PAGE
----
Additional Research on MAO Knockout Mice



Kevin Chen , Ph.D.

Associate Research Professor in Pharmacology and Pharmaceutical Sciences, University of Southern California.

Compulsive behavior identified in knockout A mice

 

Recently Dr.Chen generated a series of MAO A Lox P mice, which exhibit various phenotypes including paralysis, abnormal hair growth, tremors and aggression.

The mouse with a chimeric coat color has a long history as a pet (fancy mouse). The distinct color pattern might be caused by genes involved in the serotonin pathway.  The color of the mouse’s coat can be a useful marker for genetic analysis.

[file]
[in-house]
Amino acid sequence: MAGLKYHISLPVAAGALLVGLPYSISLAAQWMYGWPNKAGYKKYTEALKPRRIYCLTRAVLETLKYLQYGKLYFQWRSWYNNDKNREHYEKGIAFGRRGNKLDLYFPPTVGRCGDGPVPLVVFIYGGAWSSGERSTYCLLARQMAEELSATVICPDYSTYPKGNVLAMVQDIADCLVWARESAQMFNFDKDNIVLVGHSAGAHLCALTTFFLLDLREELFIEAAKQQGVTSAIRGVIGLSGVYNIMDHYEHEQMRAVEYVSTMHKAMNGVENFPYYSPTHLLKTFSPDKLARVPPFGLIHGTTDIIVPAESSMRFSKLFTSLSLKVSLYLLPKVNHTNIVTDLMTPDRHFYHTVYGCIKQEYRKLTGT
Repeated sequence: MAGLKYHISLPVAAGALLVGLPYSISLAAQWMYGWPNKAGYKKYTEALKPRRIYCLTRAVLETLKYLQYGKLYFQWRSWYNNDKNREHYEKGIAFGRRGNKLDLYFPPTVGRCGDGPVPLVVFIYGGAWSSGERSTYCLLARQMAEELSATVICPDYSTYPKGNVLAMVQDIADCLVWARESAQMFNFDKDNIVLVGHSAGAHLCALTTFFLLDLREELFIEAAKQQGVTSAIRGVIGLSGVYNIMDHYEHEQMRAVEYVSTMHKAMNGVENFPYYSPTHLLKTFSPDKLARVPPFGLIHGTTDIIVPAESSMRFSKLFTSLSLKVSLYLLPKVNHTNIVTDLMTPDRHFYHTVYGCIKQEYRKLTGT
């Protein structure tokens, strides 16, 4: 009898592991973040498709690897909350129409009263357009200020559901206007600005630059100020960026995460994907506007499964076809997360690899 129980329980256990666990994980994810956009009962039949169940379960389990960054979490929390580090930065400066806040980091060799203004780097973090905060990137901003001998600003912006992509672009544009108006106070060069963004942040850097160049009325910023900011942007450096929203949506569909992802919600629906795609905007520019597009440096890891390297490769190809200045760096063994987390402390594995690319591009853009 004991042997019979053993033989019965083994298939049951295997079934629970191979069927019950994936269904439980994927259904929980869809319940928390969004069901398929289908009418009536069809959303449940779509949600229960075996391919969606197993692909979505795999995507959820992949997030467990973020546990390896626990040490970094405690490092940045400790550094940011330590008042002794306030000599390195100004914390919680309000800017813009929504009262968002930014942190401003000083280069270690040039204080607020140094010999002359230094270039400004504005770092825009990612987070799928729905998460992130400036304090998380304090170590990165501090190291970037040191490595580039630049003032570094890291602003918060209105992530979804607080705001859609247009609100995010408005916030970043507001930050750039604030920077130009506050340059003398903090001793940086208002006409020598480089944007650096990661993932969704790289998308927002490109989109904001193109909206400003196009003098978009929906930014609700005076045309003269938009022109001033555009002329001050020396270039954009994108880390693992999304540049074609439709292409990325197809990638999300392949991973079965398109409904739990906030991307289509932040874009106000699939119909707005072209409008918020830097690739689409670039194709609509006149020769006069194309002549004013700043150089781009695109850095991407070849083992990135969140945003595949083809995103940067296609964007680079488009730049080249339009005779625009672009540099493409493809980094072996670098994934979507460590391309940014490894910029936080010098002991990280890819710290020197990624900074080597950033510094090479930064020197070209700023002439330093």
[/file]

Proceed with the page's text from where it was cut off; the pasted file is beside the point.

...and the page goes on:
The loss of hair on the face presents an interesting compulsive behavior call barbaring, one example of compulsive behavior. The presence of one mouse in a cage can cause all the cage mates to lose facial hair including the whiskers.  If a male mouse loses his whiskers, he may lose social ranking.

A litter of MAO A Lox P mice in Dr. Shih’s lab

Dr. Kevin Chen holds a litter of MAO A Lox P mice. Sometimes, depending on the mother’s genotype, the pups are removed from their mother’s cage because she will try to attack and kill them.